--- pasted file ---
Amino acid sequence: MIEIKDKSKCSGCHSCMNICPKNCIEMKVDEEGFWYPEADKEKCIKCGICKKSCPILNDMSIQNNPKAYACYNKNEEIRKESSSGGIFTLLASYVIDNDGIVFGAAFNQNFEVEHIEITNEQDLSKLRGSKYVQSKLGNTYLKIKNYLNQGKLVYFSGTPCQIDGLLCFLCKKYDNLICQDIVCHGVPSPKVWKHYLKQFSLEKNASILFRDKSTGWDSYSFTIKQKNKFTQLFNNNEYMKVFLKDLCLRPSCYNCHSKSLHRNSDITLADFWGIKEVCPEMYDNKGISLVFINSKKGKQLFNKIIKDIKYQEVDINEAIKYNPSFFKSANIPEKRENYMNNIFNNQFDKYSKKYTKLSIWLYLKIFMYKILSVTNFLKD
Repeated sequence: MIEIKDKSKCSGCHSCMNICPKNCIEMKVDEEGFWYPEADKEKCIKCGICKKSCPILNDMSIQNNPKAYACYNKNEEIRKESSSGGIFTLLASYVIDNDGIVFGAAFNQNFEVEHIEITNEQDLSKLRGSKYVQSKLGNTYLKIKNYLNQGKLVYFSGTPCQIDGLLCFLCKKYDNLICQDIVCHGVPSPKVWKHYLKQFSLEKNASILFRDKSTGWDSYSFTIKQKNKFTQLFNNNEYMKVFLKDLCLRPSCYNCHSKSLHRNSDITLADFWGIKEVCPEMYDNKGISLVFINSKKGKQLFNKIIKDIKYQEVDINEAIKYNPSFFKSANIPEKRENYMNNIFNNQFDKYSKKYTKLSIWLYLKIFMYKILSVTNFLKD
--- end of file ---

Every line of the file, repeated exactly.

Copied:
Amino acid sequence: MIEIKDKSKCSGCHSCMNICPKNCIEMKVDEEGFWYPEADKEKCIKCGICKKSCPILNDMSIQNNPKAYACYNKNEEIRKESSSGGIFTLLASYVIDNDGIVFGAAFNQNFEVEHIEITNEQDLSKLRGSKYVQSKLGNTYLKIKNYLNQGKLVYFSGTPCQIDGLLCFLCKKYDNLICQDIVCHGVPSPKVWKHYLKQFSLEKNASILFRDKSTGWDSYSFTIKQKNKFTQLFNNNEYMKVFLKDLCLRPSCYNCHSKSLHRNSDITLADFWGIKEVCPEMYDNKGISLVFINSKKGKQLFNKIIKDIKYQEVDINEAIKYNPSFFKSANIPEKRENYMNNIFNNQFDKYSKKYTKLSIWLYLKIFMYKILSVTNFLKD
Repeated sequence: MIEIKDKSKCSGCHSCMNICPKNCIEMKVDEEGFWYPEADKEKCIKCGICKKSCPILNDMSIQNNPKAYACYNKNEEIRKESSSGGIFTLLASYVIDNDGIVFGAAFNQNFEVEHIEITNEQDLSKLRGSKYVQSKLGNTYLKIKNYLNQGKLVYFSGTPCQIDGLLCFLCKKYDNLICQDIVCHGVPSPKVWKHYLKQFSLEKNASILFRDKSTGWDSYSFTIKQKNKFTQLFNNNEYMKVFLKDLCLRPSCYNCHSKSLHRNSDITLADFWGIKEVCPEMYDNKGISLVFINSKKGKQLFNKIIKDIKYQEVDINEAIKYNPSFFKSANIPEKRENYMNNIFNNQFDKYSKKYTKLSIWLYLKIFMYKILSVTNFLKD